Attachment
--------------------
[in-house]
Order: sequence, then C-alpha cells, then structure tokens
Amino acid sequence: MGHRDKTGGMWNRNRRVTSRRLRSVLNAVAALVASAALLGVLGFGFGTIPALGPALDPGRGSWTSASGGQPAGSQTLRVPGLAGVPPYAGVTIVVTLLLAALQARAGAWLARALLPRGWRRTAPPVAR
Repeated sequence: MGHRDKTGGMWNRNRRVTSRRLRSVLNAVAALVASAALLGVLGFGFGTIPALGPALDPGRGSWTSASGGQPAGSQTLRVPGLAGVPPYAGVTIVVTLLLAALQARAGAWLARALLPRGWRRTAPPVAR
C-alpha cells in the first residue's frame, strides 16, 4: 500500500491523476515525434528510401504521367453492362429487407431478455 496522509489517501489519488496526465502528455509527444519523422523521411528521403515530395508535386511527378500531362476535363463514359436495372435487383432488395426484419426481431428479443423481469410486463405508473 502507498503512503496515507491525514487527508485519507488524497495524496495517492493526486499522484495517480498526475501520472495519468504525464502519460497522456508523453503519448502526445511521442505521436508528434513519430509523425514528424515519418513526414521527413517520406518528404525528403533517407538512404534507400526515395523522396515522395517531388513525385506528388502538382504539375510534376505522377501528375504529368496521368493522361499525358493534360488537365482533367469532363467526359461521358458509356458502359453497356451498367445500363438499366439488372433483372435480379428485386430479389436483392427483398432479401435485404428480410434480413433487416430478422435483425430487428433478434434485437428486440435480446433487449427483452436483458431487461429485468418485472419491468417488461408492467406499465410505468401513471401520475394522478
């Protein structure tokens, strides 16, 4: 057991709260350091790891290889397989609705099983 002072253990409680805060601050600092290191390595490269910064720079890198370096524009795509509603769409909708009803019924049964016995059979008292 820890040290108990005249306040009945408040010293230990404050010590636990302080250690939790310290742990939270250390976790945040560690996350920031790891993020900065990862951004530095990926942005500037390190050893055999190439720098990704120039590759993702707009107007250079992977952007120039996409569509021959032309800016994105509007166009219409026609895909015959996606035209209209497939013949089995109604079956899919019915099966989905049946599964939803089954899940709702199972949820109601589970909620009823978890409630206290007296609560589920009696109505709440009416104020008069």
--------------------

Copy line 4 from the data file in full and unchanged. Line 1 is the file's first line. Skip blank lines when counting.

Repeated sequence: MGHRDKTGGMWNRNRRVTSRRLRSVLNAVAALVASAALLGVLGFGFGTIPALGPALDPGRGSWTSASGGQPAGSQTLRVPGLAGVPPYAGVTIVVTLLLAALQARAGAWLARALLPRGWRRTAPPVAR